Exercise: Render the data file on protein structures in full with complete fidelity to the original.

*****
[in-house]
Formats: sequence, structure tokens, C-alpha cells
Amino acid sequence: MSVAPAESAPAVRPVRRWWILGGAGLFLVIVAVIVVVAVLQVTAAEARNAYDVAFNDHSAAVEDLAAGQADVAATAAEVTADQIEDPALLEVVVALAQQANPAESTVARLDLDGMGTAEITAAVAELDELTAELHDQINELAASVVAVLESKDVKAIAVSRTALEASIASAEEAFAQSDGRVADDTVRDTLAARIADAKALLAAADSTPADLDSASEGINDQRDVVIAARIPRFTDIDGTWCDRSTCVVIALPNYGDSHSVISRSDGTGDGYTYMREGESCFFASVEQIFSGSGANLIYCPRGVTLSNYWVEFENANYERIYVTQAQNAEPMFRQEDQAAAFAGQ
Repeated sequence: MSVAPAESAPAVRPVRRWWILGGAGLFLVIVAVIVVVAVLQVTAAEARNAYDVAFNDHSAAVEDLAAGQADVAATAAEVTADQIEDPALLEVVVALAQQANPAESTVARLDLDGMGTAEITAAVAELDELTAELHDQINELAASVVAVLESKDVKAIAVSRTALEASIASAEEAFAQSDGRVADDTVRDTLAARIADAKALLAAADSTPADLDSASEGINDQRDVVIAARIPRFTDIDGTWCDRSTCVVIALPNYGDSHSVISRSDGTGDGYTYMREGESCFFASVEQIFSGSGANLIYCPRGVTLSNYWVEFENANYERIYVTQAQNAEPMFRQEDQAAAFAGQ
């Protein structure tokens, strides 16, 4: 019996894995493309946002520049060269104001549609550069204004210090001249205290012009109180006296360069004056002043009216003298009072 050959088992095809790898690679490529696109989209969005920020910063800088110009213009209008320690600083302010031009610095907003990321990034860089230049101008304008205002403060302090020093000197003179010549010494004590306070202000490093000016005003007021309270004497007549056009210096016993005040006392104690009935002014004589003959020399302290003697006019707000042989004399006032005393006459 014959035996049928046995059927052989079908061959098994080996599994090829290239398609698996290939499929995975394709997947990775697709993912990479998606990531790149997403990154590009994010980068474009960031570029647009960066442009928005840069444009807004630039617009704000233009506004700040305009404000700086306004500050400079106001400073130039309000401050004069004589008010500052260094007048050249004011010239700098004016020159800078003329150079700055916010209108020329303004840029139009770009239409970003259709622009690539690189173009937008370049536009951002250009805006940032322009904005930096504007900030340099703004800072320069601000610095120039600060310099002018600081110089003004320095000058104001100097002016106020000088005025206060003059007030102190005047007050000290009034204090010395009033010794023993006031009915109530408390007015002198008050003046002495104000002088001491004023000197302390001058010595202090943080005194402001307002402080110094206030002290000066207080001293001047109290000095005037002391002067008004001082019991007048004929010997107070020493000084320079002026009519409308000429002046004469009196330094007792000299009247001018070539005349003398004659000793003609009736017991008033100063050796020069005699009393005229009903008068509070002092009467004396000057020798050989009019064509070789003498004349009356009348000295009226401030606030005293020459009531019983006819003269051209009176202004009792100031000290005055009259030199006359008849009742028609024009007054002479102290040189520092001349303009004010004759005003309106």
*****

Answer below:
[in-house]
Formats: sequence, structure tokens, C-alpha cells
Amino acid sequence: MSVAPAESAPAVRPVRRWWILGGAGLFLVIVAVIVVVAVLQVTAAEARNAYDVAFNDHSAAVEDLAAGQADVAATAAEVTADQIEDPALLEVVVALAQQANPAESTVARLDLDGMGTAEITAAVAELDELTAELHDQINELAASVVAVLESKDVKAIAVSRTALEASIASAEEAFAQSDGRVADDTVRDTLAARIADAKALLAAADSTPADLDSASEGINDQRDVVIAARIPRFTDIDGTWCDRSTCVVIALPNYGDSHSVISRSDGTGDGYTYMREGESCFFASVEQIFSGSGANLIYCPRGVTLSNYWVEFENANYERIYVTQAQNAEPMFRQEDQAAAFAGQ
Repeated sequence: MSVAPAESAPAVRPVRRWWILGGAGLFLVIVAVIVVVAVLQVTAAEARNAYDVAFNDHSAAVEDLAAGQADVAATAAEVTADQIEDPALLEVVVALAQQANPAESTVARLDLDGMGTAEITAAVAELDELTAELHDQINELAASVVAVLESKDVKAIAVSRTALEASIASAEEAFAQSDGRVADDTVRDTLAARIADAKALLAAADSTPADLDSASEGINDQRDVVIAARIPRFTDIDGTWCDRSTCVVIALPNYGDSHSVISRSDGTGDGYTYMREGESCFFASVEQIFSGSGANLIYCPRGVTLSNYWVEFENANYERIYVTQAQNAEPMFRQEDQAAAFAGQ
């Protein structure tokens, strides 16, 4: 019996894995493309946002520049060269104001549609550069204004210090001249205290012009109180006296360069004056002043009216003298009072 050959088992095809790898690679490529696109989209969005920020910063800088110009213009209008320690600083302010031009610095907003990321990034860089230049101008304008205002403060302090020093000197003179010549010494004590306070202000490093000016005003007021309270004497007549056009210096016993005040006392104690009935002014004589003959020399302290003697006019707000042989004399006032005393006459 014959035996049928046995059927052989079908061959098994080996599994090829290239398609698996290939499929995975394709997947990775697709993912990479998606990531790149997403990154590009994010980068474009960031570029647009960066442009928005840069444009807004630039617009704000233009506004700040305009404000700086306004500050400079106001400073130039309000401050004069004589008010500052260094007048050249004011010239700098004016020159800078003329150079700055916010209108020329303004840029139009770009239409970003259709622009690539690189173009937008370049536009951002250009805006940032322009904005930096504007900030340099703004800072320069601000610095120039600060310099002018600081110089003004320095000058104001100097002016106020000088005025206060003059007030102190005047007050000290009034204090010395009033010794023993006031009915109530408390007015002198008050003046002495104000002088001491004023000197302390001058010595202090943080005194402001307002402080110094206030002290000066207080001293001047109290000095005037002391002067008004001082019991007048004929010997107070020493000084320079002026009519409308000429002046004469009196330094007792000299009247001018070539005349003398004659000793003609009736017991008033100063050796020069005699009393005229009903008068509070002092009467004396000057020798050989009019064509070789003498004349009356009348000295009226401030606030005293020459009531019983006819003269051209009176202004009792100031000290005055009259030199006359008849009742028609024009007054002479102290040189520092001349303009004010004759005003309106």